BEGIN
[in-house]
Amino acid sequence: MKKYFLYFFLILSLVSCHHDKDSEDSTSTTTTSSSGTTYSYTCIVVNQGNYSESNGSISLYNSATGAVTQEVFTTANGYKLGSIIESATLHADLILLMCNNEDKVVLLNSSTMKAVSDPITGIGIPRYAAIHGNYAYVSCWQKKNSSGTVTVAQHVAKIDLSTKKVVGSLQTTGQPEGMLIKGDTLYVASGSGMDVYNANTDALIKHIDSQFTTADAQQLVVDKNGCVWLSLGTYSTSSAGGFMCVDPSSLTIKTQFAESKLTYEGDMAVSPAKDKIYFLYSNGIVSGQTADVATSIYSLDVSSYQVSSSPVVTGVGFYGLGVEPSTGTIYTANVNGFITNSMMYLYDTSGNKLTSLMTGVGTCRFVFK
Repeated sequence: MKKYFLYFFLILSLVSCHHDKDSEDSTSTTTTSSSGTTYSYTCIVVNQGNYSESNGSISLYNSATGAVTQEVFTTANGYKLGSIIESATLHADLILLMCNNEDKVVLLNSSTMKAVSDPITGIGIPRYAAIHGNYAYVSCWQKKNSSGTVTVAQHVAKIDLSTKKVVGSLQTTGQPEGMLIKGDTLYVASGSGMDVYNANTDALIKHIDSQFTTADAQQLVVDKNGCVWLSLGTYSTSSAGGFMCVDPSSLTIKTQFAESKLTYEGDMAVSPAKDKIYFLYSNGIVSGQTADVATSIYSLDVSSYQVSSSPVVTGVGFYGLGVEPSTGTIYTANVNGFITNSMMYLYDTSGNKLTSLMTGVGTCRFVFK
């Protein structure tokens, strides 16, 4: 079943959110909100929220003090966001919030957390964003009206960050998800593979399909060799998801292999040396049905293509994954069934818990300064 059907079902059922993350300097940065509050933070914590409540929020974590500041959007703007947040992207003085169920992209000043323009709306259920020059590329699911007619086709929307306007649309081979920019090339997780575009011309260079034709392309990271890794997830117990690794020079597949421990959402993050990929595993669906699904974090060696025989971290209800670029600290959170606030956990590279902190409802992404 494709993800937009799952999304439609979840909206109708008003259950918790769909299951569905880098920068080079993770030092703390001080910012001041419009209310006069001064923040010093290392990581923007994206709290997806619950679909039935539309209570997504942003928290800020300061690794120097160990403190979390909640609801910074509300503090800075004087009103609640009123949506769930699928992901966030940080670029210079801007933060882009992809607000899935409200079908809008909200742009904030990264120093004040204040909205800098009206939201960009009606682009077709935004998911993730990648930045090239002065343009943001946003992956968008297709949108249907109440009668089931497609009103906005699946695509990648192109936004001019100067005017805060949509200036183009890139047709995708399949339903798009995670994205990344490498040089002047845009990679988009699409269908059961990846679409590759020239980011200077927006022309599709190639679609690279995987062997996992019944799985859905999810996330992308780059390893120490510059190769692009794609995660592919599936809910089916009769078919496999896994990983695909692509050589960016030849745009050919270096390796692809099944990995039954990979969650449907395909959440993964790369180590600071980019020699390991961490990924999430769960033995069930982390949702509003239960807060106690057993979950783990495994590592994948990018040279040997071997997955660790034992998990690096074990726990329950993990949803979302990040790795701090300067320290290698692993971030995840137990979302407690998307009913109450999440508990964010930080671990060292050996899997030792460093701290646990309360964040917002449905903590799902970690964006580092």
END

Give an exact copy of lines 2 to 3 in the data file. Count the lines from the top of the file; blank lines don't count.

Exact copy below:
Amino acid sequence: MKKYFLYFFLILSLVSCHHDKDSEDSTSTTTTSSSGTTYSYTCIVVNQGNYSESNGSISLYNSATGAVTQEVFTTANGYKLGSIIESATLHADLILLMCNNEDKVVLLNSSTMKAVSDPITGIGIPRYAAIHGNYAYVSCWQKKNSSGTVTVAQHVAKIDLSTKKVVGSLQTTGQPEGMLIKGDTLYVASGSGMDVYNANTDALIKHIDSQFTTADAQQLVVDKNGCVWLSLGTYSTSSAGGFMCVDPSSLTIKTQFAESKLTYEGDMAVSPAKDKIYFLYSNGIVSGQTADVATSIYSLDVSSYQVSSSPVVTGVGFYGLGVEPSTGTIYTANVNGFITNSMMYLYDTSGNKLTSLMTGVGTCRFVFK
Repeated sequence: MKKYFLYFFLILSLVSCHHDKDSEDSTSTTTTSSSGTTYSYTCIVVNQGNYSESNGSISLYNSATGAVTQEVFTTANGYKLGSIIESATLHADLILLMCNNEDKVVLLNSSTMKAVSDPITGIGIPRYAAIHGNYAYVSCWQKKNSSGTVTVAQHVAKIDLSTKKVVGSLQTTGQPEGMLIKGDTLYVASGSGMDVYNANTDALIKHIDSQFTTADAQQLVVDKNGCVWLSLGTYSTSSAGGFMCVDPSSLTIKTQFAESKLTYEGDMAVSPAKDKIYFLYSNGIVSGQTADVATSIYSLDVSSYQVSSSPVVTGVGFYGLGVEPSTGTIYTANVNGFITNSMMYLYDTSGNKLTSLMTGVGTCRFVFK